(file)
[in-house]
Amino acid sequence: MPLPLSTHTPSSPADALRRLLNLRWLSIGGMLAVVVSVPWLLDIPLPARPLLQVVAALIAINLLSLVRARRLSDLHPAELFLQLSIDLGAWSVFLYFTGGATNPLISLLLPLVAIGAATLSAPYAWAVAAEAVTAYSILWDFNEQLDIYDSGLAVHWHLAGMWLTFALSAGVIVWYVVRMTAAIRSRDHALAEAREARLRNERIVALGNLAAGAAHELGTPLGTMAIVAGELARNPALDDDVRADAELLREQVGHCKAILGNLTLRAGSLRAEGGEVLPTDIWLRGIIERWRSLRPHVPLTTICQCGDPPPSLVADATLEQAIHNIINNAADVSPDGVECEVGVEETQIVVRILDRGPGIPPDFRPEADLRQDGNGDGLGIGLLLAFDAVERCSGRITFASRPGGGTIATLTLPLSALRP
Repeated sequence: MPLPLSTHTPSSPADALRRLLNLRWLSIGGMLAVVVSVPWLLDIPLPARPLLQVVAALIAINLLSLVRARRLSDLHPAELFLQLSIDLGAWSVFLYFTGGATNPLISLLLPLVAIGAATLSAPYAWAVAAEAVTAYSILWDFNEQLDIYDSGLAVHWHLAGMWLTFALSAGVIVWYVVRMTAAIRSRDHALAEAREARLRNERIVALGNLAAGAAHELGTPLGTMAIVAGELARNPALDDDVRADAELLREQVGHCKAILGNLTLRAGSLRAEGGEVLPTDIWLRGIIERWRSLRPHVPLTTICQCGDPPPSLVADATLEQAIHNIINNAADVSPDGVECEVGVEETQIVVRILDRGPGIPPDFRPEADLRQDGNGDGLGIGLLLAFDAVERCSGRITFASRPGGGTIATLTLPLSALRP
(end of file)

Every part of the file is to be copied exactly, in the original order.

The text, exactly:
[in-house]
Amino acid sequence: MPLPLSTHTPSSPADALRRLLNLRWLSIGGMLAVVVSVPWLLDIPLPARPLLQVVAALIAINLLSLVRARRLSDLHPAELFLQLSIDLGAWSVFLYFTGGATNPLISLLLPLVAIGAATLSAPYAWAVAAEAVTAYSILWDFNEQLDIYDSGLAVHWHLAGMWLTFALSAGVIVWYVVRMTAAIRSRDHALAEAREARLRNERIVALGNLAAGAAHELGTPLGTMAIVAGELARNPALDDDVRADAELLREQVGHCKAILGNLTLRAGSLRAEGGEVLPTDIWLRGIIERWRSLRPHVPLTTICQCGDPPPSLVADATLEQAIHNIINNAADVSPDGVECEVGVEETQIVVRILDRGPGIPPDFRPEADLRQDGNGDGLGIGLLLAFDAVERCSGRITFASRPGGGTIATLTLPLSALRP
Repeated sequence: MPLPLSTHTPSSPADALRRLLNLRWLSIGGMLAVVVSVPWLLDIPLPARPLLQVVAALIAINLLSLVRARRLSDLHPAELFLQLSIDLGAWSVFLYFTGGATNPLISLLLPLVAIGAATLSAPYAWAVAAEAVTAYSILWDFNEQLDIYDSGLAVHWHLAGMWLTFALSAGVIVWYVVRMTAAIRSRDHALAEAREARLRNERIVALGNLAAGAAHELGTPLGTMAIVAGELARNPALDDDVRADAELLREQVGHCKAILGNLTLRAGSLRAEGGEVLPTDIWLRGIIERWRSLRPHVPLTTICQCGDPPPSLVADATLEQAIHNIINNAADVSPDGVECEVGVEETQIVVRILDRGPGIPPDFRPEADLRQDGNGDGLGIGLLLAFDAVERCSGRITFASRPGGGTIATLTLPLSALRP